Metropolitan News-Enterprise


Friday, May 7, 2004


Page 3


Supreme Court Upholds Death Sentence in Shasta County Bar Holdup


By a MetNews Staff Writer


The California Supreme Court yesterday unanimously upheld the death sentence for a Shasta County man convicted of murdering a bartender during a 1993 robbery.

While other defendants may have avoided the death penalty for killings committed during “barroom holdups,” Justice Joyce L. Kennard wrote, the calculated and callous manner in which Thomas Howard Lenart killed Oberta Toney makes the death penalty proportionate to the crime.

Police in the small city of Anderson discovered Toney’s body after Eleanor Gallardo, a patron of the Anderson Lounge, reported struggling with a gun-wielding man who was apparently alone in the dimly lit bar when the patron entered it around noon. She wrestled a single-action revolver from her assailant, but was unable to make an identification.

Several patrons who had been in the bar that morning said that Lenart was still there when they left.

Police also found Lenart’s fingerprint on a beer bottle at the bar. They determined that the gun that Gallardo wrestled away had been taken from the barn of a local resident who rented a unit on his property to Lenart’s ex-wife, and that Lenart had visited the property on a couple of occasions in the weeks prior to the murder.

After learning that Lenart had paid his cable and utility bills and his rent in cash on the afternoon of the murder, police obtained a warrant to search his apartment. They found coin wrappers, burnt fragments of a check that the owner of the bar testified as having been taken the day of the robbery and murder, and a pair of cowboy boots on which were found drops of blood that may have come from the victim.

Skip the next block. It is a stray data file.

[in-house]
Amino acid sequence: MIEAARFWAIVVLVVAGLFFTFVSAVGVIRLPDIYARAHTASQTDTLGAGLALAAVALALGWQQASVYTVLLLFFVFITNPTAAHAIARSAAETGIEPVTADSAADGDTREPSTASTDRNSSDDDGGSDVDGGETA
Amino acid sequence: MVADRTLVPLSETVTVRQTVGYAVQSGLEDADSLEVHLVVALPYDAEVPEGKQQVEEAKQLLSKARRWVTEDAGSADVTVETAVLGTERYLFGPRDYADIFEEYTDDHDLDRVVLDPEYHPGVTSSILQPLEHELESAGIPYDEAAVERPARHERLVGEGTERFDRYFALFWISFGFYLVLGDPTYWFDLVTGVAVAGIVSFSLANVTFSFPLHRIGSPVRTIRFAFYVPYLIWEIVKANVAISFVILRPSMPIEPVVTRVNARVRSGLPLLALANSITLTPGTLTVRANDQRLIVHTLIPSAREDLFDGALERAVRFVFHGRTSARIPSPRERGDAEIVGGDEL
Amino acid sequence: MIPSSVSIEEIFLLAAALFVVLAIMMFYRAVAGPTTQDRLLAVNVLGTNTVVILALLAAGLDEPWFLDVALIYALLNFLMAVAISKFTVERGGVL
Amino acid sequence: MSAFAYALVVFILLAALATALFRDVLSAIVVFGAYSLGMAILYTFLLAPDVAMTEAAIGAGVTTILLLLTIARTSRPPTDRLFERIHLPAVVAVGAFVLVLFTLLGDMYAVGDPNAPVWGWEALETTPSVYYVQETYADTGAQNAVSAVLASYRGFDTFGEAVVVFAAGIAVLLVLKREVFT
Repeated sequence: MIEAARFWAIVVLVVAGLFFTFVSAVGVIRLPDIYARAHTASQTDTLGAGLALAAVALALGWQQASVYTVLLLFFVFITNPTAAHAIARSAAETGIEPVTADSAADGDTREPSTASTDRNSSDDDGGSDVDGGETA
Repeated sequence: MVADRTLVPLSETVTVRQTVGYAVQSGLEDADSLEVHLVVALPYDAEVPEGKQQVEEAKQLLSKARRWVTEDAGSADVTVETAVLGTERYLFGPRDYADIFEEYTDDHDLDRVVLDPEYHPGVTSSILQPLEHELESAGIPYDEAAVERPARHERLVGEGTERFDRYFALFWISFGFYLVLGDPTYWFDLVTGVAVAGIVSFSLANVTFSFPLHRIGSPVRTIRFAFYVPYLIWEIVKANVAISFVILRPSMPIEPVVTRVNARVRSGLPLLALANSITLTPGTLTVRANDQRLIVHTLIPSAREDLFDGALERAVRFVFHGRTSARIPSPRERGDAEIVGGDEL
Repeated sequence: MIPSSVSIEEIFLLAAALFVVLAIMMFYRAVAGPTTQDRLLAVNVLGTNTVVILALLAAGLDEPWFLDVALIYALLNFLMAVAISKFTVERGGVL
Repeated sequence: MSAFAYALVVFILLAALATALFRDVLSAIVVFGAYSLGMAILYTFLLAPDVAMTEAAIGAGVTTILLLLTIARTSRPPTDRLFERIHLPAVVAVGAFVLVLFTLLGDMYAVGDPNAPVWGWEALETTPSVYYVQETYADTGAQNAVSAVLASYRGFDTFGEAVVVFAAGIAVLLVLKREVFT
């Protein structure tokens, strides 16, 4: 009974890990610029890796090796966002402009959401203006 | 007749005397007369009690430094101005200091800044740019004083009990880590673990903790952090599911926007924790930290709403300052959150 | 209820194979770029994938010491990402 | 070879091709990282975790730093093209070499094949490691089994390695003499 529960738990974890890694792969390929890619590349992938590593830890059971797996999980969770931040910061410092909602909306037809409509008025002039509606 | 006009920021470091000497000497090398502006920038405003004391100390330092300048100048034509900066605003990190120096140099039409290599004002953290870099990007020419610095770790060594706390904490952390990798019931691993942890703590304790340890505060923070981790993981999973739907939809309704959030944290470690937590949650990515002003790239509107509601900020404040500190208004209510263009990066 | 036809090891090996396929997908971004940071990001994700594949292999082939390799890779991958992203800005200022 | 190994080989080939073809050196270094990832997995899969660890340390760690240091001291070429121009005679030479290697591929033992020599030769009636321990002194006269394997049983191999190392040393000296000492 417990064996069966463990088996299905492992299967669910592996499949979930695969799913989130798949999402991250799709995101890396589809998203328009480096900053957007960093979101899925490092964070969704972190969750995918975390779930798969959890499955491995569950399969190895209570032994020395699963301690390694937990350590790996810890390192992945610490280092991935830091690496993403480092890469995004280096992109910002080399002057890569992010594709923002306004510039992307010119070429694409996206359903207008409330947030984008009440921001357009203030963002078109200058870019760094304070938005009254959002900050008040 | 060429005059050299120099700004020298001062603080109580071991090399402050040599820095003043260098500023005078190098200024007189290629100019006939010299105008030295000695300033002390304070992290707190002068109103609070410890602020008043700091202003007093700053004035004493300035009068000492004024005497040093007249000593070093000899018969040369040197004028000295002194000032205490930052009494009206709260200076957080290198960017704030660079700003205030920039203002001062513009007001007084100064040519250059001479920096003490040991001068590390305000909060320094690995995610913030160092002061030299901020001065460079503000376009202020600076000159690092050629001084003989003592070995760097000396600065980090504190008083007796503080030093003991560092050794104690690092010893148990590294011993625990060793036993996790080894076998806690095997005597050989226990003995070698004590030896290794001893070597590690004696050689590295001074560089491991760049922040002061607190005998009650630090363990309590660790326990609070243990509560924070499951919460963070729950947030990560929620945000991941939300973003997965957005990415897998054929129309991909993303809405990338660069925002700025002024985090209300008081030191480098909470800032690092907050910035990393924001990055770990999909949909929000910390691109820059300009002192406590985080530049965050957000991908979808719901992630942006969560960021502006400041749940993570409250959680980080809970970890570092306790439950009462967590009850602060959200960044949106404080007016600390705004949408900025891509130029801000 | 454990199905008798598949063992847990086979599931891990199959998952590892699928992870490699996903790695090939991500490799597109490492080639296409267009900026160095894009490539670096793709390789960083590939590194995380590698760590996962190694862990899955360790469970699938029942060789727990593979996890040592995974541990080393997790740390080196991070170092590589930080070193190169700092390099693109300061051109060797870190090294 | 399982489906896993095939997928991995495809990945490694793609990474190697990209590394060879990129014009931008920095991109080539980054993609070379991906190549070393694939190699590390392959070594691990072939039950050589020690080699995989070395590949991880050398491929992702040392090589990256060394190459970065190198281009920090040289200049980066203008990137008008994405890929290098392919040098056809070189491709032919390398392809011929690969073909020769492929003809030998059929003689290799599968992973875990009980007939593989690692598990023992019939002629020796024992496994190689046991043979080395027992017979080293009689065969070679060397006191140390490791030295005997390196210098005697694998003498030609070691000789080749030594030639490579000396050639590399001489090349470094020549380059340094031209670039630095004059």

Forensic testimony said the victim was kicked in the head, possibly with the tip of a cowboy boot. The cause of death was determined to be two gunshot wounds to the head, inflicted from no more than four feet away.

Lenart was also linked to the crime through a strongbox, which his girlfriend found in her storage shed. A former girlfriend identified the box and some jewelry in it as hers, but said that other jewelry in the box was Lenart’s and that she had never before seen the coin wrappers in the box, which were of the type used by the Anderson Lounge.

In seeking the death penalty, prosecutors presented evidence that Lenart had previously been convicted of robbery, grand theft of a firearm, and robbery again in three separate cases between 1970 and 1987. They also presented evidence of uncharged crimes of violence, including an armed assault on a security guard who suspected him of shoplifting at a Torrance grocery store in 1977, and the armed robbery of another area bar in 1987.

Lenart’s court-appointed attorney, Gregory Marshall, argued that it would be cruel and unusual to execute him years after the crime. But similar arguments have been rejected in the past, Kennard said.

Any claim that Lenart’s “personal growth or transformation” justifies sparing his life should be made in a clemency petition, the justice said, adding that “[t]he mere possibility defendant may someday no longer pose a threat to society is an insufficient reason for this court to revisit its prior holding that delay between sentencing and execution does not make a death sentence cruel and unusual.”

In rejecting the proportionality argument, Kennard said it appeared that Toney was killed either because she resisted or because the killer wanted to make sure there were no witnesses. Gallardo would have been killed as well had she not succeeded in wrestling away the gun, the justice said.

“After killing the bartender, defendant used some of the proceeds of the robbery to pay his utility and cable television bills and his overdue rent, and then he and his girlfriend visited a favorite bar,” Kennard continued. “Given the brutality of bartender Toney’s murder and the seeming callousness with which it was committed during the course of a robbery, the death penalty is not disproportionate punishment for defendant’s crimes.”

The case is People v. Lenart, 04 S.O.S. 2266.


Copyright 2004, Metropolitan News Company